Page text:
Post 19 Feb 2008, 23:33
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f0dder



Joined: 19 Feb 2004
Posts: 3170
Location: Denmark
f0dder
gunblade: do keep in mind that on most systems, the entries in /dev do exist as filesystem entries, instead of being generated dynamically in RAM... so they do take up a slight bit of disk space, and (until filesystem cached) probably involve some disk access to look up major,minor node numbers. /proc is dynamic, though.

As for sifting through the swap partition, they're usually only a few gigs, and there's the gnu "strings" program, followed by sort+uniq...
Post 19 Feb 2008, 23:43
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Octavio



Joined: 21 Jun 2003
Posts: 366
Location: Spain
Octavio
>If you really are worried about someone accessing your swap file, then >don't use one..
did not know linux can work without it, how can be disabled?

>This will happen on any system you use.. depending on what programs >you use. If even one program were to keep your password in plaintext,
IMHO this is a bad design,programs should not have acces to the password

>As for the large amount of files on the system.. you have to be careful >how you search.. /dev contains a large amount of "device files", which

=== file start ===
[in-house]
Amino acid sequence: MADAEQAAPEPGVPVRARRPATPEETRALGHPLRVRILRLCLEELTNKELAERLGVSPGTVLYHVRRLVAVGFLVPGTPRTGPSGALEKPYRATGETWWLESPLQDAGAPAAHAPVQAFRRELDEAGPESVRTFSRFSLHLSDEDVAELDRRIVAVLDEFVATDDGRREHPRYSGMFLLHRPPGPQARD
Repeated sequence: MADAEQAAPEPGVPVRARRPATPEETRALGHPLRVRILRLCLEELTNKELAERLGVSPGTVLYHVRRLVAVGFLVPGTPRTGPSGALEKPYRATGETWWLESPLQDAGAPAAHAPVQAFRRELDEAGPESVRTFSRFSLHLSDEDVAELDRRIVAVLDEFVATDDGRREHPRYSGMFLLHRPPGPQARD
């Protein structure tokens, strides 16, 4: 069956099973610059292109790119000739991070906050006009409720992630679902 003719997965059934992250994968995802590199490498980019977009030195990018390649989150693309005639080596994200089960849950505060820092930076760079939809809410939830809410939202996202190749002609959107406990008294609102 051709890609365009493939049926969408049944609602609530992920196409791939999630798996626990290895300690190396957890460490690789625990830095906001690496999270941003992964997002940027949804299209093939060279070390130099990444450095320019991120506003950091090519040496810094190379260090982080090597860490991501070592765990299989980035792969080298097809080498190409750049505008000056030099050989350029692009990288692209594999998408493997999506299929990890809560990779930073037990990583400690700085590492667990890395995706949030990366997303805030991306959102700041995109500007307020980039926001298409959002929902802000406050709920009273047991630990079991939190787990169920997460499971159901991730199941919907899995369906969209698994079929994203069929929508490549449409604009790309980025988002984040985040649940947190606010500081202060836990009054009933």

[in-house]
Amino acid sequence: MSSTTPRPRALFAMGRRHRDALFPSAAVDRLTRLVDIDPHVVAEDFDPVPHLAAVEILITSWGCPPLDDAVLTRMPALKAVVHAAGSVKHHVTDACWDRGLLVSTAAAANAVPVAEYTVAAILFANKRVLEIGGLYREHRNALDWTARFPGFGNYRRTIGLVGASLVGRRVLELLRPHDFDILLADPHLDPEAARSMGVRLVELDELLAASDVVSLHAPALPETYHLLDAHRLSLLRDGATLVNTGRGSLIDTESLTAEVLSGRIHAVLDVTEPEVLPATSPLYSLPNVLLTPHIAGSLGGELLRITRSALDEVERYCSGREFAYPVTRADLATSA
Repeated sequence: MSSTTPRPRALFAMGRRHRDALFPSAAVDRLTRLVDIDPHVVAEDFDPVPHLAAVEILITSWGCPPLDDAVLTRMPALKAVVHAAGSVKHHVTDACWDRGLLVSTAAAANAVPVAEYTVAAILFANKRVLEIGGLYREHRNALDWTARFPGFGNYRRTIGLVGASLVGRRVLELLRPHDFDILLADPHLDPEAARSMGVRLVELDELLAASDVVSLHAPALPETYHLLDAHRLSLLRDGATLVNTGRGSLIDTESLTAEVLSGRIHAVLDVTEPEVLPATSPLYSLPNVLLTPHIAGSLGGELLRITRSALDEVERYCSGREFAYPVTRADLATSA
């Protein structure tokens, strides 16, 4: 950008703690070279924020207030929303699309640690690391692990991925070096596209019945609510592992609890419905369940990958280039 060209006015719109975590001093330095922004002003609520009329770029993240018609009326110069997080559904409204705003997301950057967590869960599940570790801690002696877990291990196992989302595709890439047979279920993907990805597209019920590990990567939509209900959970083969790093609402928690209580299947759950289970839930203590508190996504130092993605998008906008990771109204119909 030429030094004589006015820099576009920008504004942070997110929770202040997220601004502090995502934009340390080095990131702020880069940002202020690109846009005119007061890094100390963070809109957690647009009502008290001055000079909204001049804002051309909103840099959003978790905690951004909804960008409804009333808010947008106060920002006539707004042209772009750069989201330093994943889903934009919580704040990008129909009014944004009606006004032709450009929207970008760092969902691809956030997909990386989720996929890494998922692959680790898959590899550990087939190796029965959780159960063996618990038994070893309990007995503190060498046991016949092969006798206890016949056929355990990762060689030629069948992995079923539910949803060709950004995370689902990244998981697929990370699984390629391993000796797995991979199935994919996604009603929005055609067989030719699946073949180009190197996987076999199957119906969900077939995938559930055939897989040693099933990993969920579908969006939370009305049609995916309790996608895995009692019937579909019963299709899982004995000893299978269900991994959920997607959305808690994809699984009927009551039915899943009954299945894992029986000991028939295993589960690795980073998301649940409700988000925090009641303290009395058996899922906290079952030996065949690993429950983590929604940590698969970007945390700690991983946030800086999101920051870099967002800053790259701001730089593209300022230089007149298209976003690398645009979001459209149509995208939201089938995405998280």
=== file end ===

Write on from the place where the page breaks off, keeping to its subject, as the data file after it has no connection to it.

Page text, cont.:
I used OctaOS and my driver only supports normal files and directories
(filetypes 0,1,2) don't know what to do with devices,links etc..
also noticed a lot of 0 bytes files from uninstalled programs Shocked

>Another quick comment on the password thing.. I assume you found it >by searching through the file for your password itself.. which makes it >easy to find.. but imagine you did not know the password..
the user id is just before the password ,and unless you are alone when
using your computer ,somebody else can view it.
>are you going to go and look through 512MB/1GB/etc.. of garbage data >nd try any and all ascii strings you find as a password?
i'm a linux newbie but perhaps some experts know how to search.
well, i really don't care about security ,i just assume that nothing is secure.

> the truth is that they're less prone to fragmentation than FAT
i don't think so, is more a software problem, DOS was designed to use litle
memory and simple algorithms ,while linux uses more memory and some strategies to keep fragmentation low.
about file allocation ,ext2fs is not better than fat.
Post 20 Feb 2008, 00:15
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drhowarddrfine



Joined: 10 Jul 2007
Posts: 535
drhowarddrfine
I just briefly looked in my FreeBSD book and even there it says passwords are stored encrypted and Linux does too, so this doesn't make sense to me.
Post 20 Feb 2008, 02:38
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f0dder



Joined: 19 Feb 2004
Posts: 3170
Location: Denmark
f0dder
drhowarddrfine wrote:
I just briefly looked in my FreeBSD book and even there it says passwords are stored encrypted and Linux does too, so this doesn't make sense to me.

Encrypted (for old /etc/passwd , deprecated) passwords, salt-md5+hashed for shadow passwords... but that's only on disk, not in memory.

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Post 20 Feb 2008, 03:56
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drhowarddrfine



Joined: 10 Jul 2007
Posts: 535
drhowarddrfine
I thought he was talking about on disk. Still don't see why it would not be encrypted in memory, too. Like I said, if this is an issue, I'm sure someone would already be talking about it.